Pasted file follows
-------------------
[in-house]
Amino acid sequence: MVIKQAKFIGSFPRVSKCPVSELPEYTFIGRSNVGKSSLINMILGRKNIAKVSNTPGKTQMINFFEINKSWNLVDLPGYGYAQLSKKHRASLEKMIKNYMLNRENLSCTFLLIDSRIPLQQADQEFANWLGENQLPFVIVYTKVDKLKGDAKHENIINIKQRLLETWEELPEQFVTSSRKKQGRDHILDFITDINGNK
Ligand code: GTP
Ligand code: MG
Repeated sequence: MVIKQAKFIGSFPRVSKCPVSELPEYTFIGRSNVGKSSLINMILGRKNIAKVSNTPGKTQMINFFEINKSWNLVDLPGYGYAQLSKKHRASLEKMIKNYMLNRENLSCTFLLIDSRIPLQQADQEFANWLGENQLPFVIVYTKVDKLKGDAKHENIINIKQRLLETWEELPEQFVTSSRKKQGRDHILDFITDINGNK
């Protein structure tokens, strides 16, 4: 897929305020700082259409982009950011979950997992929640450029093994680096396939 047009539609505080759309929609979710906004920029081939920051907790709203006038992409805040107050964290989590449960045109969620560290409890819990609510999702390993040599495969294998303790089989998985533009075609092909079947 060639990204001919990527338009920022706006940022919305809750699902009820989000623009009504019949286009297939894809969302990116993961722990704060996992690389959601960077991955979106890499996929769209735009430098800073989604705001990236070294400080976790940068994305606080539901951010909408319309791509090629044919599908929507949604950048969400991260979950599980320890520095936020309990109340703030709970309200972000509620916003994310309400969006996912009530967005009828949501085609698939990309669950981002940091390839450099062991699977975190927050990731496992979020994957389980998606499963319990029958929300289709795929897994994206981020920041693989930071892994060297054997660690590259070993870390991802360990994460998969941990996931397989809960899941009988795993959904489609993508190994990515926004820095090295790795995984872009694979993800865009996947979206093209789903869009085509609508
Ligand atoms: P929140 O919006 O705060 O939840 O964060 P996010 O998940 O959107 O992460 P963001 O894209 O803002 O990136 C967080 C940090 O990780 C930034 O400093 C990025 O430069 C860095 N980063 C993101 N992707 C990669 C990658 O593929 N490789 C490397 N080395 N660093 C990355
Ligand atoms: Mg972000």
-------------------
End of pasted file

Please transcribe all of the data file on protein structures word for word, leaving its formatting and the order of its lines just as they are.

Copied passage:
[in-house]
Amino acid sequence: MVIKQAKFIGSFPRVSKCPVSELPEYTFIGRSNVGKSSLINMILGRKNIAKVSNTPGKTQMINFFEINKSWNLVDLPGYGYAQLSKKHRASLEKMIKNYMLNRENLSCTFLLIDSRIPLQQADQEFANWLGENQLPFVIVYTKVDKLKGDAKHENIINIKQRLLETWEELPEQFVTSSRKKQGRDHILDFITDINGNK
Ligand code: GTP
Ligand code: MG
Repeated sequence: MVIKQAKFIGSFPRVSKCPVSELPEYTFIGRSNVGKSSLINMILGRKNIAKVSNTPGKTQMINFFEINKSWNLVDLPGYGYAQLSKKHRASLEKMIKNYMLNRENLSCTFLLIDSRIPLQQADQEFANWLGENQLPFVIVYTKVDKLKGDAKHENIINIKQRLLETWEELPEQFVTSSRKKQGRDHILDFITDINGNK
């Protein structure tokens, strides 16, 4: 897929305020700082259409982009950011979950997992929640450029093994680096396939 047009539609505080759309929609979710906004920029081939920051907790709203006038992409805040107050964290989590449960045109969620560290409890819990609510999702390993040599495969294998303790089989998985533009075609092909079947 060639990204001919990527338009920022706006940022919305809750699902009820989000623009009504019949286009297939894809969302990116993961722990704060996992690389959601960077991955979106890499996929769209735009430098800073989604705001990236070294400080976790940068994305606080539901951010909408319309791509090629044919599908929507949604950048969400991260979950599980320890520095936020309990109340703030709970309200972000509620916003994310309400969006996912009530967005009828949501085609698939990309669950981002940091390839450099062991699977975190927050990731496992979020994957389980998606499963319990029958929300289709795929897994994206981020920041693989930071892994060297054997660690590259070993870390991802360990994460998969941990996931397989809960899941009988795993959904489609993508190994990515926004820095090295790795995984872009694979993800865009996947979206093209789903869009085509609508
Ligand atoms: P929140 O919006 O705060 O939840 O964060 P996010 O998940 O959107 O992460 P963001 O894209 O803002 O990136 C967080 C940090 O990780 C930034 O400093 C990025 O430069 C860095 N980063 C993101 N992707 C990669 C990658 O593929 N490789 C490397 N080395 N660093 C990355
Ligand atoms: Mg972000």